Rhodri Marsden: Cyberman

Podcasts must face the music
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The Independent Online

My otherwise peaceful afternoon was shattered by Virgin Radio's Pete Mitchell. "That," he enthused, "was The Style Council." But I never heard the dulcet tones of Paul Weller. I merely got an advert for some car navigation equipment, because I chose to have the show delivered to my computer a few hours late as a podcast. It may be a revolutionary medium embraced by thousands of budding radio presenters, but, as usual, technology is moving far more briskly than the knackered tricycle of copyright law. And so, in order to avoid courtroom confrontation, the Pete and Geoff Breakfast Show podcast is brutally hacked down by nearly three hours - by simply removing all of the music.

The word "podcast" is a red herring. You don't need an iPod to listen to one, and, more importantly, it isn't broadcast. Podcatching software such as Apple's iTunes allows us to subscribe to shows, which are then automatically downloaded as they appear online so that we can listen at our leisure, dipping in, rewinding and repeating at will. This gives the music industry a headache, because the licences normally granted to broadcasters simply don't cover this new format. As a result, the majority of podcasts are dominated by uncensored, rambling speech - the audio equivalent of the average blog - and any music that is featured must be "podsafe" - ie doesn't fall under a standard record-label agreement.

A cursory search for podsafe music turned up a band called .22, who state, proudly, "We are Asian party boy threesome. We rock our jocks off. We are whores for Satan". It seems unlikely that Pete and Geoff will be inviting them on to the Breakfast Show at any point in the near future.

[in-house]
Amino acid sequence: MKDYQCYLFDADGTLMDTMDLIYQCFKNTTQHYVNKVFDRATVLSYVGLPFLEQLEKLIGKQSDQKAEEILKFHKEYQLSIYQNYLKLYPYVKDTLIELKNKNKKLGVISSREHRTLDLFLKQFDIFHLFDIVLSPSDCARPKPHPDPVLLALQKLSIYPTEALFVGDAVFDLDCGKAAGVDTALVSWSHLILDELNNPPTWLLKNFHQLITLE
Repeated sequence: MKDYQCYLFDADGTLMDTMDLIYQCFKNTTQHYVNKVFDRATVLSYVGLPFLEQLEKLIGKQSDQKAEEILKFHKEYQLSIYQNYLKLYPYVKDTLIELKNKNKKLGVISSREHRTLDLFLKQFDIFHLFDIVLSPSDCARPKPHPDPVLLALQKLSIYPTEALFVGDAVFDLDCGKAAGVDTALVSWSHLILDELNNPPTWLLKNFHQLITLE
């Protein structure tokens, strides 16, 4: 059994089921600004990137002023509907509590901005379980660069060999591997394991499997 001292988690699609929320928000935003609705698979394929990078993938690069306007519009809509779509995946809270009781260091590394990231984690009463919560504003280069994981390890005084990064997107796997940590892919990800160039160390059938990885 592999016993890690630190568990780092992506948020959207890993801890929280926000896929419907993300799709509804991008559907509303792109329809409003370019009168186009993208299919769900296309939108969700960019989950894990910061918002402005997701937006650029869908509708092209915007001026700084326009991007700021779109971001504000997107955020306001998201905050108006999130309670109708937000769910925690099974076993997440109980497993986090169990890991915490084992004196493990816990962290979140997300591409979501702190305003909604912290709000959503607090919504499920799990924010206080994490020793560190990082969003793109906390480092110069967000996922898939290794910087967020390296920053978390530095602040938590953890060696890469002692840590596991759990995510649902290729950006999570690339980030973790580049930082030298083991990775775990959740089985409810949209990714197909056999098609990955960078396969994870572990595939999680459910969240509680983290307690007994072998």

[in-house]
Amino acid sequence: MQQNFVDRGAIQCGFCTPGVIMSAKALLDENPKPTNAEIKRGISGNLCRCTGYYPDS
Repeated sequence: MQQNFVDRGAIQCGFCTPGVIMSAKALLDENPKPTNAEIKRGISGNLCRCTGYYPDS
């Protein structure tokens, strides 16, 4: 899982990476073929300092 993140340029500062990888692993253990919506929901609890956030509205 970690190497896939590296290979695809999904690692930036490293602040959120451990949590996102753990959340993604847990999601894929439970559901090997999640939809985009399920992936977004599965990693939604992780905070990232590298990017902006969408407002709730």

But, in a significant development, the Association of Independent Music (AIM) has just announced a six-month trial licence that will enable everyone, from bedroom mumblers to multinational corporations, to pay a fee to podcast music owned by AIM-affiliated independent record labels. The repertoire on offer will be limited; artists affected by the initiative range from Basement Jaxx to Bloc Party, but there's no guarantee that the labels will put their entire catalogues on offer. Nevertheless, it's a bold move, and one that may prompt the major record labels to pull their fingers out. This, in turn, may enable Pete Mitchell to announce Style Council hits from yesteryear with even more confidence than he does already.

It's possible, however, that the major labels merely view podcasting as an irrelevant niche market. A short-sighted view, but almost understandable when you discover that one particular top-rated podcast consists of aimless banter between Dawn and Drew, a farm-dwelling couple from Wisconsin. So, while some organisations are tying themselves in knots over copyright, and genre exploiters trumpet their "web-based tools enabling podcasters to build multiple revenue streams around capabilities such as dynamic advertising insertion", Drew manages, incredibly, to hold a global audience rapt by merely chatting to Dawn about the chickens. Not so much the Modfather, as the Podfather.